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 Redshift IV - Siren by REDSHIFT album cover Live, 2000
2.00 | 2 ratings

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Redshift IV - Siren
Redshift Progressive Electronic

Review by russellk
Prog Reviewer

2 stars A rumbling, pulsing beat emerges from a miasmic metallic synth wash, and the ethereal choirs start up in support. Thus begins another REDSHIFT odyssey.

This live album in no way reflects the contents of their previous studio album, 'Down Time'. Not only do none of the tracks come from that album (the only track previously recorded is from 'Ether', issued three years earlier), there is little of the sound that characterised 'Down Time'. Instead they return to once again mine the 70s Berlin School sound exemplified by TANGERINE DREAM. Further, they return to their previous habit of bookending two shorter tracks with two 20 minute plus tracks.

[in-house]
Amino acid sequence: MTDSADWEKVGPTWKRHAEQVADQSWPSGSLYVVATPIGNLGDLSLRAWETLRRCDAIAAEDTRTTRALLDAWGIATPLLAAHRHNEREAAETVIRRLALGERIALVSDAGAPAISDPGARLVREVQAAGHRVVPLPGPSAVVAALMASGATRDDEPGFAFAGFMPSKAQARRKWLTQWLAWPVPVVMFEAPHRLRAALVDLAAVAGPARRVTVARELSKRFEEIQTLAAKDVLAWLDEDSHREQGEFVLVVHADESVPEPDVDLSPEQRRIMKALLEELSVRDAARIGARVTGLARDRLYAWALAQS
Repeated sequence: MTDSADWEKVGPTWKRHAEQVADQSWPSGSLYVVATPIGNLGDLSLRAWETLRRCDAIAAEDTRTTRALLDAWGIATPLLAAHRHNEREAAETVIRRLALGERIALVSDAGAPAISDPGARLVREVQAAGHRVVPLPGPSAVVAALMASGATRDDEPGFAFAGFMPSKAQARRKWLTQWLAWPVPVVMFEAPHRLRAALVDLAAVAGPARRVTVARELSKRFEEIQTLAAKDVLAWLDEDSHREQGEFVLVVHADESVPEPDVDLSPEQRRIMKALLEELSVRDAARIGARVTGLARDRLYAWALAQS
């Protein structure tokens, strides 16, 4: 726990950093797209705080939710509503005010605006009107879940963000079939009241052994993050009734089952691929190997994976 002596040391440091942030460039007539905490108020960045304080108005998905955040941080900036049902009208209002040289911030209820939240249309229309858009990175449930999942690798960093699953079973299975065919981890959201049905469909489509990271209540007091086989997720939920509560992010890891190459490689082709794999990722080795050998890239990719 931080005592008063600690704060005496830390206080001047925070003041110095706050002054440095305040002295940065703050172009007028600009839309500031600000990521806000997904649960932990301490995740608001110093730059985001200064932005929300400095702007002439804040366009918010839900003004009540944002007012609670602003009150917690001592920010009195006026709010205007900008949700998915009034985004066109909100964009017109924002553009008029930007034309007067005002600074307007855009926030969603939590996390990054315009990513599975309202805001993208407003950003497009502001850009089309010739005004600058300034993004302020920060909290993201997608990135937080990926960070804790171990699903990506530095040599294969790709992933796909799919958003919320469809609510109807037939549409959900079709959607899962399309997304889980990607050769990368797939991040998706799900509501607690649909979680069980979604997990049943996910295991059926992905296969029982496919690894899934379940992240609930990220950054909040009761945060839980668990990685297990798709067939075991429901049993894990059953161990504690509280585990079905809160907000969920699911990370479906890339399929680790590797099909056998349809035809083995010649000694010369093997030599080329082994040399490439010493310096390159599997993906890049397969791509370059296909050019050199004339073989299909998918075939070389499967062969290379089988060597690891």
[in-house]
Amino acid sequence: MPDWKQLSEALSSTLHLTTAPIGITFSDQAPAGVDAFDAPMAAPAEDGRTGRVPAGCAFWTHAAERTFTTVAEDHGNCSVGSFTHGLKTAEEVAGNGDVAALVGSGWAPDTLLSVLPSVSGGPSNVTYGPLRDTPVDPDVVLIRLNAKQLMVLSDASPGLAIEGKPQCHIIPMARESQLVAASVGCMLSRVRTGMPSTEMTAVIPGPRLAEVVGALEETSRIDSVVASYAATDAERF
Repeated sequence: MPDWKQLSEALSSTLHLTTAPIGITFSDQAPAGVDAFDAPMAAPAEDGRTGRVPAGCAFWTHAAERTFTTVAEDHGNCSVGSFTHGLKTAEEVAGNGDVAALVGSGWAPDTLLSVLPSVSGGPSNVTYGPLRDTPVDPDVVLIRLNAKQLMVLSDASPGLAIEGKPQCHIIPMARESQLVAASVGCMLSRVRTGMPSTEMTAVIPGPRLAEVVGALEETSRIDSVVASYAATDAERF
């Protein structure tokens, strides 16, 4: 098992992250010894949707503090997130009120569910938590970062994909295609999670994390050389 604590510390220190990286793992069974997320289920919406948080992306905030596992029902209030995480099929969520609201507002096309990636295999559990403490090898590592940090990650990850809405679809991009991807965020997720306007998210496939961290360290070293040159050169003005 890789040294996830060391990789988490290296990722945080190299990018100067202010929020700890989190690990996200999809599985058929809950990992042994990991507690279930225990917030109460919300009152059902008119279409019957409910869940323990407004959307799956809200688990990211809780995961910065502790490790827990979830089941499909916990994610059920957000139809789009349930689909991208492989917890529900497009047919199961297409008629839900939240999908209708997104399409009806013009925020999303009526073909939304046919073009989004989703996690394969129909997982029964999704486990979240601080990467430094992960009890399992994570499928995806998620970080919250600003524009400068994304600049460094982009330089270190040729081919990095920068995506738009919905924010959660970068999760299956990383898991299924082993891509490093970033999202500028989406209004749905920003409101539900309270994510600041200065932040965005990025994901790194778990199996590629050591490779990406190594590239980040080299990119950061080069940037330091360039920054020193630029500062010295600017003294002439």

Unfortunately, the compositional quality of these tracks is nothing like as good as their previous similar effort, 'Ether'. The tracks chop and change too often, never surrendering themselves to the moment or exploiting it by letting tension build through the use of incremental changes. I can't overstate this enough: in my view the primary attraction of the Berlin School sound is the way in which incremental change keeps a repetitive sequence just interesting enough to compel your attention. TANGERINE DREAM's 'Phaedra' and 'Rubycon' exemplify this, as do REDSHIFT's own debut album, as well as 'Ether' and the brilliant 'Toll'. In this release, however, the musicians can't leave well enough alone, never allowing that hypnotic sequence its head.